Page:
Tag Archives: social media

Eliminate the noise

Dear all,

In my last post, I talked about slowing down, and those of you reading between the lines might have captured that my muse decided to take a nap. To me, these are the perfect moments to reflect and to separate the important from the not so important, the perfect moments to eliminate some noise. Noise, as in non muse feeding, time-consuming distractions.

And boy, does it feel good:

  • I took a critical look at the twitter acounts I have been following for the last months and stopped following the ones which create noise without feeding my muse, … at one point I was close to following a 100 people, that is now down to 55, no pun intended for the ones I no longer follow. Needs for information and inspiration change, …;
  • I closed down my shutterstock account, mainly because I want to shoot for myself instead off adjusting to what the market wants. And let’s be honnest, with 25 cents per shot, there’s little reason to do it for the money;
  • I stopped pondering about a 5D Mark III, even better, I decided to stick to my 7D and to sell off my 5D Mark I, allowing me to focus on my photography instead of my gear, wasting time as per which camera/lens combination to carry around, to then come home to waste some more time in regretting not having carried another combination. All excuses for having failed to be creative with the tools at hand. On top of that, I got convinced that without switching between a full-frame and crop sensored camera, my photographic eye will further develop itself, by improving my ability to see what my camera will see without actually having to put it to my face, on its turn increasing my ability to recognize the photographic opportunities out there;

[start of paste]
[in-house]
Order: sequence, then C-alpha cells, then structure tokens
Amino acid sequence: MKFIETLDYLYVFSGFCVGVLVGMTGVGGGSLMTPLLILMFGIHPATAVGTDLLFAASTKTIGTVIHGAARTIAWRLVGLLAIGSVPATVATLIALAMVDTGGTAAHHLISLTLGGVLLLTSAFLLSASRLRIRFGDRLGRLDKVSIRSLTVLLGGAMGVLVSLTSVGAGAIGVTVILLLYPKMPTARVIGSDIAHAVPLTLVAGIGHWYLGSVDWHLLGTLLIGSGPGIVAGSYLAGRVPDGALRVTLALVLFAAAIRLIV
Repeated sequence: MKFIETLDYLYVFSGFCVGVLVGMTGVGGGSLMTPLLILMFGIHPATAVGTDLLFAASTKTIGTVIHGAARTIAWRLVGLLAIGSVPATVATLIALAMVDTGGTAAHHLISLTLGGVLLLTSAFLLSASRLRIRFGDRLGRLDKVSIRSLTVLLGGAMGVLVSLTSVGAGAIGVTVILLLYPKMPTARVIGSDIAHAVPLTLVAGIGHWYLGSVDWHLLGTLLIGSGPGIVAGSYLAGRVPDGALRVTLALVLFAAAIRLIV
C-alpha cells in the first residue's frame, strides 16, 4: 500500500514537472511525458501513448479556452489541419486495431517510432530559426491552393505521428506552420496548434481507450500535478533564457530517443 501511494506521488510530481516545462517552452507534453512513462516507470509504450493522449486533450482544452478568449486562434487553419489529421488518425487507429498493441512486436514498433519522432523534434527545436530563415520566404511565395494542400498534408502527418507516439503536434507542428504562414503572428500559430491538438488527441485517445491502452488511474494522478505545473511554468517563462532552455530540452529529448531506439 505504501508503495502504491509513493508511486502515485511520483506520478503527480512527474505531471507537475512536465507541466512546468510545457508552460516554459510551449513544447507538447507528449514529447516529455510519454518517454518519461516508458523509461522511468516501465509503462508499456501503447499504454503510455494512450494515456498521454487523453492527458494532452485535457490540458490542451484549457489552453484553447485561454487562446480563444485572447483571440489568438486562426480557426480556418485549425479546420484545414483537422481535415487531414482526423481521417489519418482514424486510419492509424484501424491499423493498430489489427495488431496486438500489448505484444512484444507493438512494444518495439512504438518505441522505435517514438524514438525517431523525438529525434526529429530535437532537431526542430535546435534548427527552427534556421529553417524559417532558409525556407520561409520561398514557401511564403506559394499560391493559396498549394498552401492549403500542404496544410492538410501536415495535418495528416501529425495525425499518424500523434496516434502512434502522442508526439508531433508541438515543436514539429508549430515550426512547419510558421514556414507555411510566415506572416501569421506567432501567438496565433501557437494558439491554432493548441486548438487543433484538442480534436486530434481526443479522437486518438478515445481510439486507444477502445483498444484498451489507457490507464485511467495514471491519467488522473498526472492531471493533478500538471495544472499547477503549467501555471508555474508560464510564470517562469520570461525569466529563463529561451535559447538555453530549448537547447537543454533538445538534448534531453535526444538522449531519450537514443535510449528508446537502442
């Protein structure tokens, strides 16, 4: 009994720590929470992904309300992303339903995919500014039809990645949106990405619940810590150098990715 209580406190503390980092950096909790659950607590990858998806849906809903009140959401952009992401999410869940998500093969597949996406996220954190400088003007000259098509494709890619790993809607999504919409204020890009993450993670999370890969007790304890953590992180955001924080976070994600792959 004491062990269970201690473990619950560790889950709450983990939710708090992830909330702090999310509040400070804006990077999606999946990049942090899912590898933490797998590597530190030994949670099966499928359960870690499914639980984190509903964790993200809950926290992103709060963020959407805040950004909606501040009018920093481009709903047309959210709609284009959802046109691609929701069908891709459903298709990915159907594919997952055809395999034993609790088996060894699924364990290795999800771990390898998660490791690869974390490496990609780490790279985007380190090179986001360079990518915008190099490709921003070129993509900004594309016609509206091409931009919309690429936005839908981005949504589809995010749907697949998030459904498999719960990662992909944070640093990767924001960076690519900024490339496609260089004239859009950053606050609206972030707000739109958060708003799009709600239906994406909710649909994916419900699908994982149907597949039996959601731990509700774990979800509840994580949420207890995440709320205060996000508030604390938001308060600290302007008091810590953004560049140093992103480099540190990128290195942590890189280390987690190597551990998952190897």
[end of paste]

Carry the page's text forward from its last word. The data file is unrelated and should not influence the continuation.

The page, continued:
• facebook is next, I still havn’t gathered the muscle to actually close down my page and post from my personal account only, … it’s a process, who knows what will happen during my muse’s next nap?;

Anyway, the time I’ve saved by spending less time on social media, I’ve been using productively. I’ve been reading quite a bit about photography, vision, creativity, … two highlights being David duChemin’s set of ‘Vision is better’ e-books and ‘How to be creative’ by Hugh MacLeod, a free e-book well worth your time, you won’t regret it.

Canon 5D, Canon 17-40mm f/4 L IS USM, 1/40, f/20, ISO 100
Canon 5D, Canon 17-40mm f/4 L IS USM, 1/40, f/20, ISO 100

As a result, my muse is singing again: dug into Piet van den Eynde’s Lightroom tutorial e-book and have been working om some long overdue shots; updated this site (the devil is in the detail) and have done some thinking about what kind of photographer I am. Earlier on I’d call myself a nature and wildlife photographer and that still is what my muse likes most. In addition, I figured World Photography to best describe and capture my non nature related work.

Finally, and most importantly, I started shooting again and I am working on some projects, one of them being a book of our daughter’s first year (no worries, I’ll spare you) and as I write this, I am uploading some postcards to Moo, to be followed …!